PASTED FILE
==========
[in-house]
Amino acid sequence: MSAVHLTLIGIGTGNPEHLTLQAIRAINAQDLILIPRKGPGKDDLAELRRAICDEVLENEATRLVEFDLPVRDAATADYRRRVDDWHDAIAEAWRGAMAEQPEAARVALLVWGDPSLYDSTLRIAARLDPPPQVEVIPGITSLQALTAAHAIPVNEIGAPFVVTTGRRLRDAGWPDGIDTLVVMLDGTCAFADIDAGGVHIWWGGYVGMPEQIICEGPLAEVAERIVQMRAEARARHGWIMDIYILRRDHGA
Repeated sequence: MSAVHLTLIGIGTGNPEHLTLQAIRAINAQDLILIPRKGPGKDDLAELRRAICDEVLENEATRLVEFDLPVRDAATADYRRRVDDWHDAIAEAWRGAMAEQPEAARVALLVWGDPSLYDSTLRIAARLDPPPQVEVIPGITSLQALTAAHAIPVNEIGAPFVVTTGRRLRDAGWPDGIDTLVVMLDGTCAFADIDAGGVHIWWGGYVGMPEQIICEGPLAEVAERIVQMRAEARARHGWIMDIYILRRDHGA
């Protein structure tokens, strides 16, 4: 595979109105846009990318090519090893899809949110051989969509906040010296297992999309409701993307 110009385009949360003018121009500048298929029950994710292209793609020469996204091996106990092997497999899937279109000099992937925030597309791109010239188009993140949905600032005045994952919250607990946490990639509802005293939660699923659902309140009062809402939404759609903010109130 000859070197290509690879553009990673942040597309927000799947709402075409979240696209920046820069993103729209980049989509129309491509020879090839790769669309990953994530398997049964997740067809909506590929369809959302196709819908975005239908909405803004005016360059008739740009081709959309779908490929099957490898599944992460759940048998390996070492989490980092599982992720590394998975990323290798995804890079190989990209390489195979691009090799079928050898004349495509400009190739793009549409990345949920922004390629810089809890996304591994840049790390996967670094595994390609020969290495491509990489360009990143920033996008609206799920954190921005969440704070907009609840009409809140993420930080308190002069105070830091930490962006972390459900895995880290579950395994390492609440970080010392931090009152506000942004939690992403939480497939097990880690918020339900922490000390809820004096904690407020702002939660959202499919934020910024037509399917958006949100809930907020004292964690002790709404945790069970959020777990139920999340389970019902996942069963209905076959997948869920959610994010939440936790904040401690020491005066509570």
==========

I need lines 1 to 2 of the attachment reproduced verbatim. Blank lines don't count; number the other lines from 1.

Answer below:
[in-house]
Amino acid sequence: MSAVHLTLIGIGTGNPEHLTLQAIRAINAQDLILIPRKGPGKDDLAELRRAICDEVLENEATRLVEFDLPVRDAATADYRRRVDDWHDAIAEAWRGAMAEQPEAARVALLVWGDPSLYDSTLRIAARLDPPPQVEVIPGITSLQALTAAHAIPVNEIGAPFVVTTGRRLRDAGWPDGIDTLVVMLDGTCAFADIDAGGVHIWWGGYVGMPEQIICEGPLAEVAERIVQMRAEARARHGWIMDIYILRRDHGA